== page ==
FIG. 1 is a block diagram showing the conventional cache memory referred to in the opening paragraphs of the instant disclosure;
FIG. 2 is a block diagram showing a portion of a cache memory according to this invention;
FIG. 3 is a simplified block diagram for explaining the operation of this invention, wherein a plurality of cache memories are arranged between a plurality of processors and a main memory; and
FIG. 4 is a block diagram showing a two-port memory cell which is applicable to the storage sections of a cache memory according to this invention.
A preferred embodiment of this invention will be discussed with reference to FIGS. 2 through 4.
FIG. 2 is a block diagram showing the arrangement which characterizes the preferred embodiment. The illustrated elements of the memory are the same as those shown in FIG. 1. A A-port tag address comparator 25 is identical to the comparator 5 of FIG. 1. A tag address storage section 26 and a valid tag address information storage section 27, are respectively identical to the sections 6 and 7 of FIG. 1 except that each of the sections 26, 27 is configured to have dual ports. In practice, each of the storage sections 26 and 27 is comprised of a plurality of memory cells. An example of each cell is illustrated in FIG. 4. As shown, memory cell is coupled to two word lines and also to two digit lines. This type of memory cell is well known in the art, so further descriptions thereof will be omitted for brevity. The most important feature of the dual-port storage sections 26, 27 is that they are independently accessible by the processor (CPU) allocated to the cache memory in question and by another cache memory via the circuit 13. The operations of the storage sections 26, 27 and the comparator 25, have already described in detail and will be omitted.
Before further describing the FIG. 2 arrangement, reference is made to FIG. 3 which shows in a simplified manner two processors A, B, two cache memories A, B respectively dedicated to the processors A, B, and a main memory 40 which is shared by the processors A, B via a system bus. It is assumed that (a) the processor A outputs a update instruction to a given address and (b) in response to this update instruction the data at the address in the cache memory A and the main memory 40 are updated or rewritten. When this happens, the data at the same address of the cache B should also be rewritten. Otherwise, the processor B may read the previous data from the same address of the cache B, resulting in an erroneous system operation. The principle object of this invention is therefore to invalidate the data at the address to which an update has been performed in another cache memory and in a common main memory.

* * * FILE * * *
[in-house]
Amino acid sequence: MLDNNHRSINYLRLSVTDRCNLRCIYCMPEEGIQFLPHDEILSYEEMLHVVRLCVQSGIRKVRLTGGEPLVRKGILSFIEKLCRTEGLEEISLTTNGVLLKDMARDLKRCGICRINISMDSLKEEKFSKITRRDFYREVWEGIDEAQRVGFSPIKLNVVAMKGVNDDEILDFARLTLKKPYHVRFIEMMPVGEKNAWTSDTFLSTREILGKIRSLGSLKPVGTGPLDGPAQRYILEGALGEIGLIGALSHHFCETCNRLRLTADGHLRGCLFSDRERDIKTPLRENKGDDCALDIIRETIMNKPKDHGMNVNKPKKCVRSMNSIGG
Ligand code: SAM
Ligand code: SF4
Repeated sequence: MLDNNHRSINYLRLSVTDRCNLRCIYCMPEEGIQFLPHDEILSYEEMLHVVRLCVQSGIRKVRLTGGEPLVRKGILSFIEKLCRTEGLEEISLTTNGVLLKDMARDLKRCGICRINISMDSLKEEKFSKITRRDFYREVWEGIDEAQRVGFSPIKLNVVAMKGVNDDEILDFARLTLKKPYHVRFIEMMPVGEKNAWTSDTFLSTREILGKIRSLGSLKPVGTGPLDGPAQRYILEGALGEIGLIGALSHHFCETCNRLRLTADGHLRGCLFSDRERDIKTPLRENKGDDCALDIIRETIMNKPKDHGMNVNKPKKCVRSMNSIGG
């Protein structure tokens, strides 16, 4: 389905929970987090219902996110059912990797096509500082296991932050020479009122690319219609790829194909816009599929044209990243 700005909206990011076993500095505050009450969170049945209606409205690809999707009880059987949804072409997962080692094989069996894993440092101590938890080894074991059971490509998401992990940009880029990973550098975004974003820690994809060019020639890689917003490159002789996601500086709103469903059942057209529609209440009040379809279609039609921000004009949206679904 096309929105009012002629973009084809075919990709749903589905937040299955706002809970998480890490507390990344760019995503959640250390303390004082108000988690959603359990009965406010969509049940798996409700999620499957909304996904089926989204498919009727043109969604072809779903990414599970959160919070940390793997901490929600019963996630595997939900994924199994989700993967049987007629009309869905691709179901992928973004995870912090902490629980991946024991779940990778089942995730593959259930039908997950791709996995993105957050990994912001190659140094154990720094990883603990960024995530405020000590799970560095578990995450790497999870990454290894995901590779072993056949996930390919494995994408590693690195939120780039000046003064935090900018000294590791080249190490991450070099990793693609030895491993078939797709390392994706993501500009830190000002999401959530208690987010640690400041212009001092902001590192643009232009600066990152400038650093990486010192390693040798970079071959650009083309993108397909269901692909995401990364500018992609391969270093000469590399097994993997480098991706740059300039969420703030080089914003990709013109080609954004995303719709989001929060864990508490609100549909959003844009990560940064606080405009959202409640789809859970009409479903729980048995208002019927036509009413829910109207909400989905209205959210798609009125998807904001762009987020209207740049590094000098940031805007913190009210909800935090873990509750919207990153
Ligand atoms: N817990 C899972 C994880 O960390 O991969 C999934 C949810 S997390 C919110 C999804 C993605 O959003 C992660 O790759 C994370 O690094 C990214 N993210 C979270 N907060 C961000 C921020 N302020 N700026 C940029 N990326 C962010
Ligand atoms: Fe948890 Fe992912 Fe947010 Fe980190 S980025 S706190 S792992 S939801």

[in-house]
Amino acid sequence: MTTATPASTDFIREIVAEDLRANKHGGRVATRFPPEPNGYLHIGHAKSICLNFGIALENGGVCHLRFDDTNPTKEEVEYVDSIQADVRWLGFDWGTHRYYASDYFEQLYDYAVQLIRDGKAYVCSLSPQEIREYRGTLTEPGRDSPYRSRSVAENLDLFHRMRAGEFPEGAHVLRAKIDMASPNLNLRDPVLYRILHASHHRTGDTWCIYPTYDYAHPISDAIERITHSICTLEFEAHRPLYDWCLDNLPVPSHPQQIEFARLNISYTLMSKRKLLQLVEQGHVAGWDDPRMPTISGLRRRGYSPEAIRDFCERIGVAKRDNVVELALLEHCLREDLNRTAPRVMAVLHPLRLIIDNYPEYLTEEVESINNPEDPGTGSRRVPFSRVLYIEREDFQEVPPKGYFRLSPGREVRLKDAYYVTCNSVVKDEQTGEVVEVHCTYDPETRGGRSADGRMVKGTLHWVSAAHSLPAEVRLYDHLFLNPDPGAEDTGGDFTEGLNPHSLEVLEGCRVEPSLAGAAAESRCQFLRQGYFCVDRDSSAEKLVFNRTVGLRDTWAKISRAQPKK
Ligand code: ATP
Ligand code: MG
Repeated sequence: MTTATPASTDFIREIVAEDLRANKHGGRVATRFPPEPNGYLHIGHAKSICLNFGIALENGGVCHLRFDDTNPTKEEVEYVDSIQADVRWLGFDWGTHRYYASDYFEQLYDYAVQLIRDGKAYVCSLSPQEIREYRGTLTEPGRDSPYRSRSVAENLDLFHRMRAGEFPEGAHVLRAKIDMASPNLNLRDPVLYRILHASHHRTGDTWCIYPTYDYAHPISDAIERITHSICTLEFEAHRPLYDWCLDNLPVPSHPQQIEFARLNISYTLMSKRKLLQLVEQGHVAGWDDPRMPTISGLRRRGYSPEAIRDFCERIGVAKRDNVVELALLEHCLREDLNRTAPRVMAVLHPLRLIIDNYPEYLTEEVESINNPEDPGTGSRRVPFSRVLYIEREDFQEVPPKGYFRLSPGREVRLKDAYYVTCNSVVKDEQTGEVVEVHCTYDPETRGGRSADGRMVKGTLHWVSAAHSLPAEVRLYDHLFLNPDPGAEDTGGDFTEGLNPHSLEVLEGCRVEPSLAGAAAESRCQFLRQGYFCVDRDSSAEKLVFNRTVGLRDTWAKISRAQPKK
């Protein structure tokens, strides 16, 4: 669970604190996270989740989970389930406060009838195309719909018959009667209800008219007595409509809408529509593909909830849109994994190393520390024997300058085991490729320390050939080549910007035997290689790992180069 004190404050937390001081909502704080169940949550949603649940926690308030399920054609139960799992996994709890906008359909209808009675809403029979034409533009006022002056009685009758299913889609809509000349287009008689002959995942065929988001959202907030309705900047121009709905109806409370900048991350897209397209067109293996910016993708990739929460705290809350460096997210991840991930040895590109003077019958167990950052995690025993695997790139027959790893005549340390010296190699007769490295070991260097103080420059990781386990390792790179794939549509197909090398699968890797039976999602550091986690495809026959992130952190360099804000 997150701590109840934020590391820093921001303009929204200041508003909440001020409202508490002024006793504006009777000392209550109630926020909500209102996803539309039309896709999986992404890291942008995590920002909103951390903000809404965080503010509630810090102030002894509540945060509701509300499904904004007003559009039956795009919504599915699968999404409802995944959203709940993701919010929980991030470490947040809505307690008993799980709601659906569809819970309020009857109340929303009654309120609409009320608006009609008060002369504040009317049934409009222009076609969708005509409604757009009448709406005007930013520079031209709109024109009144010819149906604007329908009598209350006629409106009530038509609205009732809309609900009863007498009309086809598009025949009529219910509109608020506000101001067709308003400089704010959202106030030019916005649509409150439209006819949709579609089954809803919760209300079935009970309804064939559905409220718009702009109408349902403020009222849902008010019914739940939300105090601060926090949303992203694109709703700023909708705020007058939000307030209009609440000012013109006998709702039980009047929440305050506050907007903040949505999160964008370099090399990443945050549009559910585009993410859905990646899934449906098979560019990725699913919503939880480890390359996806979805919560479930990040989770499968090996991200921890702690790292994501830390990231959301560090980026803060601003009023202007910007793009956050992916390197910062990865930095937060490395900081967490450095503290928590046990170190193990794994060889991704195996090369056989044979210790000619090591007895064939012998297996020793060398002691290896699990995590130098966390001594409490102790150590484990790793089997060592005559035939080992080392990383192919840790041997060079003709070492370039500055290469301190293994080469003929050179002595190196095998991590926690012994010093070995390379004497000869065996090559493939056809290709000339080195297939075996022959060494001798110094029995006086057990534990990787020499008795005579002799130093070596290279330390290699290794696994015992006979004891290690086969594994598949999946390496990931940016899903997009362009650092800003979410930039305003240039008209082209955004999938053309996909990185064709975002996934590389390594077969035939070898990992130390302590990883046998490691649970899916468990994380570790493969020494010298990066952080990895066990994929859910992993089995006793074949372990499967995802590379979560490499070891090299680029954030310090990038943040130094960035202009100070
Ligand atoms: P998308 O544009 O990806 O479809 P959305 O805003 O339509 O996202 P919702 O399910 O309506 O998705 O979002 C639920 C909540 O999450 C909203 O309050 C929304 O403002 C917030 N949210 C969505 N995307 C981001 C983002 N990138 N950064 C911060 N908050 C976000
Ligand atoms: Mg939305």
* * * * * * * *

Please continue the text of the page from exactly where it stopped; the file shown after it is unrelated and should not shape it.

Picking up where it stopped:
Referring back to FIG. 2, a B-port tag address comparator 30 and a clear WAY selector 32 are provided for the above-mentioned object of this invention. The circuit 13 is identical to the circuit depicted by the same numeral in FIG. 1. When the data at a certain address in another cache (referred to as CHASE A) and the common main memory has been rewritten in response to the update instruction from the processor assigned to CHASE A (this processor will be referred to as PROCESSOR A), the circuit 13 supplies the storage sections 26 and 27 with a set address involved in a main memory access signal used to update the main memory according to the update instruction of PROCESSOR A. In response to this set address, WAYs of the storage sections 26 and 27 respectively apply the corresponding tag address and the valid information to the corresponding WAYs of the comparator 30. The circuit 30 also applies a tag address, which is involved in the aforesaid main memory access signal, to each WAY of the comparator 30. Subsequently, the comparator 30 compares valid tag addresses applied. In the event that the comparator 30 detects a matched valid tag address, it outputs a B-port cache hit signal and a B-port WAY hit signal. The WAY hit signal is applied to the clear WAY selector 32 which selects one of the WAYs of the storage section 27. It is understood that the selected WAY involves the address whose data should be invalidated. Since the set signal specifies the address of each WAY, whose content has been compared, the address whose information should be cancelled is determined by the output of the selector 32.
On the other hand, if no matched valid tag address is not found at the comparator 30, no invalidating operation to the storage section 27 is unnecessary.
The foregoing description shows only a preferred embodiment of the present invention. The various modifications possible without departing from the scope of the present invention which is only limited by the appended claims will be apparent to those skilled in the art.
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|U.S. Classification||711/119, 711/133, 711/E12.033|
|Cooperative Classification||G06F12/0853, G06F12/0831|
|May 3, 1991||AS||Assignment|
Owner name: NEC CORPORATION, JAPAN
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Effective date: 19880201
|Mar 9, 1993||CC||Certificate of correction|
|Feb 9, 1995||FPAY||Fee payment|
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|Mar 29, 1999||FPAY||Fee payment|
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|Feb 25, 2003||AS||Assignment|
Owner name: NEC ELECTRONICS CORPORATION, JAPAN
Free format text: ASSIGNMENT OF ASSIGNORS INTEREST;ASSIGNOR:NEC CORPORATION;REEL/FRAME:013758/0440